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Big Gains Among Some Small Names

Wall Street

U.S. stocks returned from their holiday weekend with fireworks of their own, though decidedly not the kind bulls like. As of the time of this writing equities opened down and the broader index that is the Standard and Poor’s benchmark was off about 70 basis points.

The Brexit hangover continues a bit and so does some trepidation over earnings, where tech firms – and the firms covered and tracked by PYMNTS – have seen some shudders over demand and macroeconomic concerns (think cybersecurity and especially consumer spending).

A few wild swings dominated the week that was, where Everi Holdings, which saw shares climb 20 percent (though admittedly off a low base), made the move on relatively little company-specific news. The firm was called out in an industry-wide report by Zacks Investment Research, and often micro cap stocks (in this case a $90 million market cap name, give or take) do get some lift by association.

Net 1 UEPS Tech also gained double digits last week, as the company announced a $50 million stock buyback that is in conjunction with a plan announced earlier in the year.

NCR got a push from a product announcement last week, wherein the firm said consumers are now able to view balances on the go without having to log into their mobile apps.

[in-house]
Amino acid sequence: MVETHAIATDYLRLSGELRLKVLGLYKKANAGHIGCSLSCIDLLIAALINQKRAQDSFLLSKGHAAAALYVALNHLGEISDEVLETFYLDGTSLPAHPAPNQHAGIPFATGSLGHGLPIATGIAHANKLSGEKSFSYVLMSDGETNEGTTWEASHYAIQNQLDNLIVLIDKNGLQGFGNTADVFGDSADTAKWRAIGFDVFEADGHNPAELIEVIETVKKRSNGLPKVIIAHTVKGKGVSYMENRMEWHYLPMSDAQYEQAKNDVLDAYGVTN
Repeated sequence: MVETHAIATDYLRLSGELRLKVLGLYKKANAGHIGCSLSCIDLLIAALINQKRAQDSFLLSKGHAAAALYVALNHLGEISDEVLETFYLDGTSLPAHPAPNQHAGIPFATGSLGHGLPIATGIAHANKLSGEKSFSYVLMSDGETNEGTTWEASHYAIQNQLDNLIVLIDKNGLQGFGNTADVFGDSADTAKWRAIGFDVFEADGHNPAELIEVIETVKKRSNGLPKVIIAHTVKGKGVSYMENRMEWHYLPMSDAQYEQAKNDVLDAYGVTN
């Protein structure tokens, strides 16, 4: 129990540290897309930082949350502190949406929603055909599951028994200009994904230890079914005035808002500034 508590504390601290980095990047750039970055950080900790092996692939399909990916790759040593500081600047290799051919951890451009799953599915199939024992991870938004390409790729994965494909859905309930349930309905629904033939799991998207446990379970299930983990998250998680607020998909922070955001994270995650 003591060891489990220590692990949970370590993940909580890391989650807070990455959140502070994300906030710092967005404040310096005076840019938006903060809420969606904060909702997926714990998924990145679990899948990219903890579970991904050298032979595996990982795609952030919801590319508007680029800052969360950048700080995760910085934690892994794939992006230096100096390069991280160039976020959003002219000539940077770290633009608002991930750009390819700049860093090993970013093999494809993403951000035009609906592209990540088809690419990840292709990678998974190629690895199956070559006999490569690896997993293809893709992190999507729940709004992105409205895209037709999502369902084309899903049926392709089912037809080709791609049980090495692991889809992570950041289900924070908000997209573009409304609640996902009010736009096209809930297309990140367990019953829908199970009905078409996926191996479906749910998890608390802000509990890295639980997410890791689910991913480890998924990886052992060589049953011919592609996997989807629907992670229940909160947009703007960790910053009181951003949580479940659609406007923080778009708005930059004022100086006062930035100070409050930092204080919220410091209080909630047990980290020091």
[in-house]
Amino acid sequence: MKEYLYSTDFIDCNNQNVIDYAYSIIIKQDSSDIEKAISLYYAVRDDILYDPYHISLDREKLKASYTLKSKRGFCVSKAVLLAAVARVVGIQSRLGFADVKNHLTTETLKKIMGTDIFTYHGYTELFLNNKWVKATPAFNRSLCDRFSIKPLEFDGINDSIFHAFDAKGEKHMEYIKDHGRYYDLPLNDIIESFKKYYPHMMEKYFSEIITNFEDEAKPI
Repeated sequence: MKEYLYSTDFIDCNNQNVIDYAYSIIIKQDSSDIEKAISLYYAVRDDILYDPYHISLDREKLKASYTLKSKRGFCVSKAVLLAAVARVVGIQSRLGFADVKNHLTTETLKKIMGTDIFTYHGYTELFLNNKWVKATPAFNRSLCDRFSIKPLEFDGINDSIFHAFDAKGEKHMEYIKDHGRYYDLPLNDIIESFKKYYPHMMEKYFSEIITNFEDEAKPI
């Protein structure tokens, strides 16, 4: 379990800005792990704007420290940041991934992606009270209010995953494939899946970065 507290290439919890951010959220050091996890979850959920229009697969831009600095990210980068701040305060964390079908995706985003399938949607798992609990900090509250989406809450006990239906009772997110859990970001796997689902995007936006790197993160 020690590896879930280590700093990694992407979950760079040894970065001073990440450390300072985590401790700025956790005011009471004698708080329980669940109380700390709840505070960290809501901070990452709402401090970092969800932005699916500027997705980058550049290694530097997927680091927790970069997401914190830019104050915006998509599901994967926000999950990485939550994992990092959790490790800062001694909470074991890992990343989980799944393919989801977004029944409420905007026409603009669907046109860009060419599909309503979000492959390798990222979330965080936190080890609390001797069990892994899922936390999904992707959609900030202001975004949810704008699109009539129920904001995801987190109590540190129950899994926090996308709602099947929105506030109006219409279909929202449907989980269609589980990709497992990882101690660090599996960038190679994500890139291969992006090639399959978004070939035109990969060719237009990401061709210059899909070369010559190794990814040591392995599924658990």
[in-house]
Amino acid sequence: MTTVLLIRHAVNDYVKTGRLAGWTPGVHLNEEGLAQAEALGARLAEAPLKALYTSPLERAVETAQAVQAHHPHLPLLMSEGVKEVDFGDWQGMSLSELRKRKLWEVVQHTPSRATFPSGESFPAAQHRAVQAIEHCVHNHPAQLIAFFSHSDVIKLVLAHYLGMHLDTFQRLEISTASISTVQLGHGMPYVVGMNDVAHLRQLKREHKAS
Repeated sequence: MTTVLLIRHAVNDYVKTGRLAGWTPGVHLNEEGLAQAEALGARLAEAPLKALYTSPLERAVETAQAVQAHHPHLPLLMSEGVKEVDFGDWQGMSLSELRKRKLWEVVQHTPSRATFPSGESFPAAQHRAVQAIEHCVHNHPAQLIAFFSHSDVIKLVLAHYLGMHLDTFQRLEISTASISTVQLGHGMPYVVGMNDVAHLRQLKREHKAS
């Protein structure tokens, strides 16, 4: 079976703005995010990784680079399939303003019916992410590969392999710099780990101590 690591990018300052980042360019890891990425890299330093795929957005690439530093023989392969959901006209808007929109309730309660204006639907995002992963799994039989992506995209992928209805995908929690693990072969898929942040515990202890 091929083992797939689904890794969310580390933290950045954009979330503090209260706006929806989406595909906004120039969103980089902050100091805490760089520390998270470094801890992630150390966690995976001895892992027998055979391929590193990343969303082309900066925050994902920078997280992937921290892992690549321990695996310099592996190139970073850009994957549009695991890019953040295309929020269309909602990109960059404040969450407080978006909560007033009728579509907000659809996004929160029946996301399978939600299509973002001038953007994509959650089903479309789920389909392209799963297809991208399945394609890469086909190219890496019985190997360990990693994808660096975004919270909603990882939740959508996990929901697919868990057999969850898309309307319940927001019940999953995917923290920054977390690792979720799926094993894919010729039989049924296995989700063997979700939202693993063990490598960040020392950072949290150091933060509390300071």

The companies that lost ground, though relatively less than gainers, dominate the payments landscape as some of the biggest players in payments. Perhaps you’ve heard of MasterCard, which saw a decline of less than 2 percent, and Visa, which slipped less than 1 percent. The news that touched both firms? The announcement last week, of course, that the $7.25 billion settlement deal with retailers has been struck down. The ultimate outcome of the legal roller coaster remains to be seen, but both firms have seen share prices prove resilient.

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Latest Insights: 

The Payments 2022 Study: Building A High-Performance Payments Team For Fraud Detection, a PYMNTS collaboration with Stripe, examines how digital platforms of all sectors and sizes plan to develop their anti-fraud teams as part of their their broader growth and development strategies. Drawing from an extensive survey from approximately 250 payments heads at digital platforms in the U.S. and abroad, our study analyzes how poor anti-fraud capabilities can harm platforms’ long-term growth strategies, and how they can build high-performing teams to tackle these challenges.

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